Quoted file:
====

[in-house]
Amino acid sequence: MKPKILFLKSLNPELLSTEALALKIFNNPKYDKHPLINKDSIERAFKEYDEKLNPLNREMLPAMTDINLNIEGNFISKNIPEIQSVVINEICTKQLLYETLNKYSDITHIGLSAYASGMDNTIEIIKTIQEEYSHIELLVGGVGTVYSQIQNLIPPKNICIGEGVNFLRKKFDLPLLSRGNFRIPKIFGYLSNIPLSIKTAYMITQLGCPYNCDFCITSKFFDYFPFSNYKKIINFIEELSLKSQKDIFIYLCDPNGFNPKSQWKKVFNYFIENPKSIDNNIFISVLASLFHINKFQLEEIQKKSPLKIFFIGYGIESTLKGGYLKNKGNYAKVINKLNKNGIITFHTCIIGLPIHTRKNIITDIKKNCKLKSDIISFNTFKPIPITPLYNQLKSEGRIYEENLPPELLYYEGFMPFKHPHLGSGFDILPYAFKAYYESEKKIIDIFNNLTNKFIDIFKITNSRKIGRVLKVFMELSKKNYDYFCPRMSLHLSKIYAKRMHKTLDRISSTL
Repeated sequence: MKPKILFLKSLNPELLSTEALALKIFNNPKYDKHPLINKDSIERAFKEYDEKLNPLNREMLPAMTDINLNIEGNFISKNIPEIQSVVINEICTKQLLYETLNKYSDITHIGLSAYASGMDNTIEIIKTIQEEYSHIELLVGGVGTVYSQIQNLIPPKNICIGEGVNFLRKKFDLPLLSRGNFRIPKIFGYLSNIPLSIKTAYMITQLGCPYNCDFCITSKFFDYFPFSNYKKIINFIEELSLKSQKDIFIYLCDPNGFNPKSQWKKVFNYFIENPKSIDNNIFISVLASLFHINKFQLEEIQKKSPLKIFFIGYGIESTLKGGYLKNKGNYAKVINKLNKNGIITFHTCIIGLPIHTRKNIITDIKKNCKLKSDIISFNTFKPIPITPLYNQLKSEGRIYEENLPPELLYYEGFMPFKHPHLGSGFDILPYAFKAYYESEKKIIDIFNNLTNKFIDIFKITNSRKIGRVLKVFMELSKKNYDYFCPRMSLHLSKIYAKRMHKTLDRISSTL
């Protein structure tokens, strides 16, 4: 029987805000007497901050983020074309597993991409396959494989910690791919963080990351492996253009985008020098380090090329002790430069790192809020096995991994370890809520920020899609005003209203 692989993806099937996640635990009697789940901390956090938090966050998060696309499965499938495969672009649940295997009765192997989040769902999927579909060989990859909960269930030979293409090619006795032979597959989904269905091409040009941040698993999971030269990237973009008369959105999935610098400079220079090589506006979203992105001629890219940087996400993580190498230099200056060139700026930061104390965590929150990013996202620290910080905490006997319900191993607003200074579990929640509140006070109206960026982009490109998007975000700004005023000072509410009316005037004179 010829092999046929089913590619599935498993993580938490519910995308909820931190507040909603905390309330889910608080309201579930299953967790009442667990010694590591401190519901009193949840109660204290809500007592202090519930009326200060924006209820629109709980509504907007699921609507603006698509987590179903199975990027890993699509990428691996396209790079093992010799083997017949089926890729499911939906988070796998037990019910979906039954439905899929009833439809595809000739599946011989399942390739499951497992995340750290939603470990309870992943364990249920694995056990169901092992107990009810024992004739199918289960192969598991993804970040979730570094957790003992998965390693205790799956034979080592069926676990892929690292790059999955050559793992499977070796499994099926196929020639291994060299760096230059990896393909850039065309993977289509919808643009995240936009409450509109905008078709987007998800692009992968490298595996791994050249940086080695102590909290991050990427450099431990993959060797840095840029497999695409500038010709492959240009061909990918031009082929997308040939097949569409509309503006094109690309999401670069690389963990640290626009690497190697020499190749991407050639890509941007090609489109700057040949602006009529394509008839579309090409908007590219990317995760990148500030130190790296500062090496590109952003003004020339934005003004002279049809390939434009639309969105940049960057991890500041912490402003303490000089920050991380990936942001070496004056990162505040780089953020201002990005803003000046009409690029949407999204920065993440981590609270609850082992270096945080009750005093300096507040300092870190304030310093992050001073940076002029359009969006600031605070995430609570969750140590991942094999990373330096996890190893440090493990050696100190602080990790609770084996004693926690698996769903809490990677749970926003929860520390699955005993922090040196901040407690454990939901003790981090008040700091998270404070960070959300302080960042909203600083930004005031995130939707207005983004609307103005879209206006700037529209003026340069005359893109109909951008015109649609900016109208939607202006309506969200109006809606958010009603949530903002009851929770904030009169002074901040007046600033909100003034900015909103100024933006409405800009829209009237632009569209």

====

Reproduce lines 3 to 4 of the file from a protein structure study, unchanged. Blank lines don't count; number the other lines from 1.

Repeated sequence: MKPKILFLKSLNPELLSTEALALKIFNNPKYDKHPLINKDSIERAFKEYDEKLNPLNREMLPAMTDINLNIEGNFISKNIPEIQSVVINEICTKQLLYETLNKYSDITHIGLSAYASGMDNTIEIIKTIQEEYSHIELLVGGVGTVYSQIQNLIPPKNICIGEGVNFLRKKFDLPLLSRGNFRIPKIFGYLSNIPLSIKTAYMITQLGCPYNCDFCITSKFFDYFPFSNYKKIINFIEELSLKSQKDIFIYLCDPNGFNPKSQWKKVFNYFIENPKSIDNNIFISVLASLFHINKFQLEEIQKKSPLKIFFIGYGIESTLKGGYLKNKGNYAKVINKLNKNGIITFHTCIIGLPIHTRKNIITDIKKNCKLKSDIISFNTFKPIPITPLYNQLKSEGRIYEENLPPELLYYEGFMPFKHPHLGSGFDILPYAFKAYYESEKKIIDIFNNLTNKFIDIFKITNSRKIGRVLKVFMELSKKNYDYFCPRMSLHLSKIYAKRMHKTLDRISSTL
């Protein structure tokens, strides 16, 4: 029987805000007497901050983020074309597993991409396959494989910690791919963080990351492996253009985008020098380090090329002790430069790192809020096995991994370890809520920020899609005003209203 692989993806099937996640635990009697789940901390956090938090966050998060696309499965499938495969672009649940295997009765192997989040769902999927579909060989990859909960269930030979293409090619006795032979597959989904269905091409040009941040698993999971030269990237973009008369959105999935610098400079220079090589506006979203992105001629890219940087996400993580190498230099200056060139700026930061104390965590929150990013996202620290910080905490006997319900191993607003200074579990929640509140006070109206960026982009490109998007975000700004005023000072509410009316005037004179 010829092999046929089913590619599935498993993580938490519910995308909820931190507040909603905390309330889910608080309201579930299953967790009442667990010694590591401190519901009193949840109660204290809500007592202090519930009326200060924006209820629109709980509504907007699921609507603006698509987590179903199975990027890993699509990428691996396209790079093992010799083997017949089926890729499911939906988070796998037990019910979906039954439905899929009833439809595809000739599946011989399942390739499951497992995340750290939603470990309870992943364990249920694995056990169901092992107990009810024992004739199918289960192969598991993804970040979730570094957790003992998965390693205790799956034979080592069926676990892929690292790059999955050559793992499977070796499994099926196929020639291994060299760096230059990896393909850039065309993977289509919808643009995240936009409450509109905008078709987007998800692009992968490298595996791994050249940086080695102590909290991050990427450099431990993959060797840095840029497999695409500038010709492959240009061909990918031009082929997308040939097949569409509309503006094109690309999401670069690389963990640290626009690497190697020499190749991407050639890509941007090609489109700057040949602006009529394509008839579309090409908007590219990317995760990148500030130190790296500062090496590109952003003004020339934005003004002279049809390939434009639309969105940049960057991890500041912490402003303490000089920050991380990936942001070496004056990162505040780089953020201002990005803003000046009409690029949407999204920065993440981590609270609850082992270096945080009750005093300096507040300092870190304030310093992050001073940076002029359009969006600031605070995430609570969750140590991942094999990373330096996890190893440090493990050696100190602080990790609770084996004693926690698996769903809490990677749970926003929860520390699955005993922090040196901040407690454990939901003790981090008040700091998270404070960070959300302080960042909203600083930004005031995130939707207005983004609307103005879209206006700037529209003026340069005359893109109909951008015109649609900016109208939607202006309506969200109006809606958010009603949530903002009851929770904030009169002074901040007046600033909100003034900015909103100024933006409405800009829209009237632009569209």